If there were 100 students in the chamber in Figure 1, how many would end up getting excited about behaviour analysis when a teacher has limited resources with which to engage them? Of course, it is impossible to say, but the value of the question is the way it focuses attention on the definition and management of appropriate contingencies within the chamber. In the context of philosophical and applied issues, that presents a formidable challenge for the design of practical classes (Jason, 1984). The digital age has seen an explosion of video material for showing examples of procedures used in Applied Behaviour Analysis (ABA). This material supplements the guidance provided by written text. But to go a step further, you would need the guidance of an experienced practitioner. Video, text, and supervision are powerful ingredients for designing and running the necessary practicals to teach about ABA. Journal articles showcasing the latest research may be inspiring, but we should not forget that what they advertise may remain painfully aspirational for those who can only function like window shoppers who do not have the resources to gain access to what is on offer.

The obstacles to accessing ABA services across Europe are well documented (Keenan et al., 2014; Kelly, Martin, Dillenburger, Kelly, & Miller, 2018). Ironically, those teachers who swim against the stream to make the most of what they can do in the world of Figure 1 then find that their students are unable to secure employment to practice what they have learned. Often this is because government policy in their own countries has not been sufficiently informed by the kind of social movement that produced the dramatic legislative changes with regards to ABA-based interventions that occurred in the States. Parents of children with autism in the USA were important stakeholders who fought for the social change needed to secure the uptake of behaviour analysis. Working together, academics, practitioners, and parents created something that could not be produced by any of them alone. That is a huge lesson for EABA. In each of our countries within Europe, behaviour analysts can point to the evidence base for the effectiveness of ABA, or to the misrepresentation of ABA (Keenan & Dillenburger, 2018; UK-SBA & Chiesa, 2020). Practitioner behaviour analysts can open up private practices and provide material that may be useful in tribunals (Keenan & Dillenburger, 2020), but it will still be the case that those at the forefront of the drive to insist that services be made available are parents of children with autism. When parents become students of our science, they fight for our science when they fight for their children to have access to it, and by virtue of their fight they populate and help finance our courses with students who may want to work with their children. An article in a recent EABA Newsletter (Gandalovicova, 2016) describes the heroic achievements of one mum whose battle with authorities resulted in government funding for training in ABA in the Czech Republic. Could we do more to offer other parents the same level of support they indirectly give to academics whilst enduring the stresses they expose themselves to in dealing with other professionals who block access to ABA services? APBA, for example, allows non-profit stakeholder advocacy organisations to be Affiliates of APBA if their mission is consistent with those of APBA, and APBA has collaborated closely with stakeholder organisations like Autism Speaks and the Council of Autism Service Providers (Gina Green, personal communication). To date, EABA has been silent on the possibility of fully engaging with stakeholders. I believe it is time for change. Why wait (Baer, 1973)? We need to be more strategic, however, in how we plan for change based on the challenges faced by each country. A simple step, for example, might be to invite policy makers, media, or key stakeholders in any area, not just autism, to keynote presentations at our conferences. Ironically, the recent changes announced by the BACB in Dec 2019 have forced many Europeans to reflect on their relative inaction with respect to the recognition of their profession within many countries in Europe. That may have been the spark we needed to ignite a new sense of determination as we move forward together.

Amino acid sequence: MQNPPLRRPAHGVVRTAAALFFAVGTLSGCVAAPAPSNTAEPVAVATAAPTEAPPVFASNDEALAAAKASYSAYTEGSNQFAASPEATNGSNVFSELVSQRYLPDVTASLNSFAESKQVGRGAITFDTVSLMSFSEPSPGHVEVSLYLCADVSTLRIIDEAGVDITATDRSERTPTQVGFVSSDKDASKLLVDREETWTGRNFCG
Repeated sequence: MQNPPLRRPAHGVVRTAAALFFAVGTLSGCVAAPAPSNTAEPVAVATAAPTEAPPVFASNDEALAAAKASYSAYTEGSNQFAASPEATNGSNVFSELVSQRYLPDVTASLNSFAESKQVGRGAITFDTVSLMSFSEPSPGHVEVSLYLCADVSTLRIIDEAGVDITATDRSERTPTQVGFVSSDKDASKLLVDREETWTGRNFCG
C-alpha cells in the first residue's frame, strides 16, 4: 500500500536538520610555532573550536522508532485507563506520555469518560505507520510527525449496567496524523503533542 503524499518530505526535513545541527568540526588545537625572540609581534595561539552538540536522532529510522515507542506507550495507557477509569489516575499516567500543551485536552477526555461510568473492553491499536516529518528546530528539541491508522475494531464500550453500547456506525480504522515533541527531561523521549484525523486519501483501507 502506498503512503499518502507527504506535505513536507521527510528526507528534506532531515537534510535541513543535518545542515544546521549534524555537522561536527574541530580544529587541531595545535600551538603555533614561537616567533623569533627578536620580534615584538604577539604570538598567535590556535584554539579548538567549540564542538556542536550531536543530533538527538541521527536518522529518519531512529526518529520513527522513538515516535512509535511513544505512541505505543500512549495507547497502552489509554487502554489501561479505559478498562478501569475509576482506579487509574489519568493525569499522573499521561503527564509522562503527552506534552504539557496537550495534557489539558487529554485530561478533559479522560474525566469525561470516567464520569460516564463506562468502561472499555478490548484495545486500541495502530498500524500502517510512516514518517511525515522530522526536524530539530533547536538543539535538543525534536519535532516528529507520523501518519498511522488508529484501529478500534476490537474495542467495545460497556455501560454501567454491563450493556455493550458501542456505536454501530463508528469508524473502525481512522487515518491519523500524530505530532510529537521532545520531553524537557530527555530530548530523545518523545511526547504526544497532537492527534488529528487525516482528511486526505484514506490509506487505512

Baer, D.M. (1973). The control of the developmental process: Why wait? In J.R. Nesselroade, & H.W. Reese. Lifespan developmental psychology. (p. 185-193). New York: Academic Press.

Biglan, A. (2020). Rebooting Capitalism: How behavioral science can forge a society that works for everyone. Eugene, OR: Values to Action. https://valuestoaction.com/reboot/

Gandalovicova, J. (2016). The Arrival of ABA in the Czech Republic. EABA Newsletter, December.

Jason, L. A. (1984). Developing undergraduates’ skills in behavioral interventions. Journal of Community Psychology, 12, 130-139.

Keenan, M. (2016). The scientific image in behavior analysis. The Behavior Analyst, 39, 7–8. https://doi.org/10.1007/s40614-016-0059-4

Keenan, M. & Dillenburger, K. (2018).  How ‘Fake News’ affects autism policy. Societies, 8, 29; doi:10.3390/soc8020029

Keenan, M. & Dillenburger, K. (2020). Drama in the courtroom: Defending the rights of children diagnosed with autism. The barrister. Retrieved, Nov. 2020, from http://www.barristermagazine.com/drama-in-the-courtroom-defending-the-rights-of-children-diagnosed-with-autism/

Keenan, M., Dillenburger, K., Röttgers, H.-R., Dounavi, K., Jónsdóttir, S. L., Moderato, P., … Roll-Pettersson, L. (2014). Autism and ABA: The gulf between North America and Europe. Review Journal of Autism and Developmental Disorders, 2(2), 167–183. https://doi.org/10.1007/s40489-014-0045-2

Keenan, M., Presti, G., & Dillenburger, K. (2019). Technology and behaviour analysis in Higher Education. European Journal of Behavior Analysis, 21(1), 26–54. https://doi.org/10.1080/15021149.2019.1651569